Since ancient times, the Japanese people have made constant efforts to develop rice varieties with stronger resistance to cold weather, disease and to achieve a better yield. The most well-known sake rice varieties being Yamada-nishiki, Omachi or Gohyakumangoku. While some sake rice strains can grow in more than one region, most are limited to a specific area or prefecture. Even within regions, brewers consider certain areas better than others for producing higher quality region-specific strains. For example, many areas in Japan produce the Omachi and Yamada-nishiki strains. However, most regard the rice harvested in Okayama as the most valuable Omachi. On the other hand, the Yamada-nishiki deemed most valuable comes from Hyogo prefecture.


Low-temperature fermentation naturally occurs in areas with long cold winters and heavy snowfall. Therefore, cold areas tend to produce light and delicate flavored sake. However, new developments in temperature control systems reduce the influence of the local environment on sake brewing. With these new systems, a brewery in a warmer area can also create light and delicate sake. However, the local environment still influences sake characteristics rather indirectly through the local food culture.

New Movements in Sake Regionality

In recent years, breweries have started to develop new movements to re-establish the regional identity of sake production throughout Japan.

Geographical Identification

The National Tax Agency of Japan introduced a system to protect local alcoholic beverages in the 1990s. This system is referred to as Geographical Identification (GI). It serves to protect and promote the quality of a product that is specific to each region. To qualify for the GI label, the sake must meet certain criteria granted by the National Tax Agency. The criteria list includes special traits, a unique local environment, ingredients, and brewing techniques only found within a specific region. Sake with a GI label warrants that it was produced in a certain region and meets the production and quality standards.

As of 2020, Japan has five GI designated regions for sake brewing, including Hakusan (2005), Yamagata (2016), Nadagogo (2018), Harima (2020), and Mie (2020). In addition, Japanese sake itself became a GI designated product of Japan in 2015.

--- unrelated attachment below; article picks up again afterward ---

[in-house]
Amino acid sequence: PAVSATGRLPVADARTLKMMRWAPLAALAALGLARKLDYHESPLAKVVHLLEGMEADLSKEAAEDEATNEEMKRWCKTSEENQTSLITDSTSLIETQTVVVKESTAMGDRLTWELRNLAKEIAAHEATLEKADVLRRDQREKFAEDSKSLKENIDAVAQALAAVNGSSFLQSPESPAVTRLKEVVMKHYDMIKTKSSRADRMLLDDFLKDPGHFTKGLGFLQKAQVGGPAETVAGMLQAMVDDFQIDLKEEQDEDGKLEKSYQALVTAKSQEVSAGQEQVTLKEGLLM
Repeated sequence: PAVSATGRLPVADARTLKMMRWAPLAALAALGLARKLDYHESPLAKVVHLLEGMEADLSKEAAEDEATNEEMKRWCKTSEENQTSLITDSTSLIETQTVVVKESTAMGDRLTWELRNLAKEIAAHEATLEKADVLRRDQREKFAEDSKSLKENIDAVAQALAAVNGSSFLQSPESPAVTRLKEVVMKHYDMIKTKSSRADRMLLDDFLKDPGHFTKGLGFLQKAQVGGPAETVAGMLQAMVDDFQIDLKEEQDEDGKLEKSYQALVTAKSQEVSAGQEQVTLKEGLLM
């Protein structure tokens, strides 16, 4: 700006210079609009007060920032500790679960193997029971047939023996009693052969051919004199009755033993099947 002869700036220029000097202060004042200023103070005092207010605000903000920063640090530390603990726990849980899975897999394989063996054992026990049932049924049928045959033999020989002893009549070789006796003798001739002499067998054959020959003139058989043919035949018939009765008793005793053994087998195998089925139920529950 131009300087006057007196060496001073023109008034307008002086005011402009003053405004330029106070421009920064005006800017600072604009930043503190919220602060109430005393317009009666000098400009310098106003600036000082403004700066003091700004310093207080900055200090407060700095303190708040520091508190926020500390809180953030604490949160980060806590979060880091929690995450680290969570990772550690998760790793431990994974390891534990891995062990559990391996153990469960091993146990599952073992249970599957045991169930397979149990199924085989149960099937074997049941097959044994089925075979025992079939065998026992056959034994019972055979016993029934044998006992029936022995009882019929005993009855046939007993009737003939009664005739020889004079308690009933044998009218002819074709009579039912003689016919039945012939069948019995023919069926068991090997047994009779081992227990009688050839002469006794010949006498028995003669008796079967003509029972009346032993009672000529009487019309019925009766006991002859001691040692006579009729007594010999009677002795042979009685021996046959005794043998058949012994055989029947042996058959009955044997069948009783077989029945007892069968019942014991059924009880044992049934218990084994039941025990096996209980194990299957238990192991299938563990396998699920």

Geographical Indications protected in Japan

Regional Rice Strains

The movement to improve and develop sake rice started back in the 1600s. This continues today at a prefectural level with a focus on local strain development. In addition to reviving older strains, developers are working on new hybrid varieties that fit local environments. These strains are often grown in limited areas to provide regional value to the sake produced in that area.

For the complete list of sake rice, see Fact: Sake Rice.

Regional Microorganisms

As with rice, developers have isolated and bred yeast and koji fungi that are unique to each prefecture over the years. These variants of microorganisms add to the regional attributes of sake flavor and aroma.

Breweries Collaboration

In the past, a collaboration between breweries was unheard of as each brewery tended to keep its skill and techniques a secret. However, in recent years, groups of relatively young brewers have begun to get together to share and evaluate their products and brewing skills. As a result, groups of sake breweries within the same prefecture started to collaborate on brewing special editions of sake to promote sake from their prefecture.

In 2010, the first collaboration unit was formed in Akita. Based on their regular discussions, 5 breweries came together to create a single tank of sake. Since then, this group has created a new edition of sake every year which was received positively by the public. Their success as a collaboration group resulted in similar brewery units forming in other prefectures. In turn, these special sake editions increased in popularity for both promotional use and in general.

Professional Guide